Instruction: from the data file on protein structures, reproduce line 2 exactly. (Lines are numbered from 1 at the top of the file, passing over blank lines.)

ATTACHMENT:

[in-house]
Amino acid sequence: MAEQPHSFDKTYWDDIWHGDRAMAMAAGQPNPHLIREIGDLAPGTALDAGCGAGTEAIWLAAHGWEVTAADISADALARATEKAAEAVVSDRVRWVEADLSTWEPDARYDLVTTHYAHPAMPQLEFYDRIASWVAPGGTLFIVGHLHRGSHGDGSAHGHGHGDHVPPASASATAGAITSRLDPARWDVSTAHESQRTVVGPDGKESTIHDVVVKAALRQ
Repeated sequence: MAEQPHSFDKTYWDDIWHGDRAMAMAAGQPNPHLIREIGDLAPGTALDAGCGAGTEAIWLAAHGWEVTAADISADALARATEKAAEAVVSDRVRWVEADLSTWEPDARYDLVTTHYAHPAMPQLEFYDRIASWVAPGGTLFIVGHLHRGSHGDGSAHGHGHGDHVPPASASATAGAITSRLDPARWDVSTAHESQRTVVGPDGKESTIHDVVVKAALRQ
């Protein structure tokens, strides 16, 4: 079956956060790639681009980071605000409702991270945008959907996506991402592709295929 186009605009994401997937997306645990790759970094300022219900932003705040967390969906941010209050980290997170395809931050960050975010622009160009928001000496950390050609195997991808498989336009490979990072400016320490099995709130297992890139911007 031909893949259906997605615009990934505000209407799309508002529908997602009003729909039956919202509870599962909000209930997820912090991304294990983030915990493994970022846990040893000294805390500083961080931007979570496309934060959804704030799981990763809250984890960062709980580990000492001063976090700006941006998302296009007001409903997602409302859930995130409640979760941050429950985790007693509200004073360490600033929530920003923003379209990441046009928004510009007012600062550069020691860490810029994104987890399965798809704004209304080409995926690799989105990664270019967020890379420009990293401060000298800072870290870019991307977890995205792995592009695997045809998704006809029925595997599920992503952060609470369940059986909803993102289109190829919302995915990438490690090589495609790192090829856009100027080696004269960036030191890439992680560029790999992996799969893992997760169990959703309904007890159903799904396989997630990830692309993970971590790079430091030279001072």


Amino acid sequence: MAEQPHSFDKTYWDDIWHGDRAMAMAAGQPNPHLIREIGDLAPGTALDAGCGAGTEAIWLAAHGWEVTAADISADALARATEKAAEAVVSDRVRWVEADLSTWEPDARYDLVTTHYAHPAMPQLEFYDRIASWVAPGGTLFIVGHLHRGSHGDGSAHGHGHGDHVPPASASATAGAITSRLDPARWDVSTAHESQRTVVGPDGKESTIHDVVVKAALRQ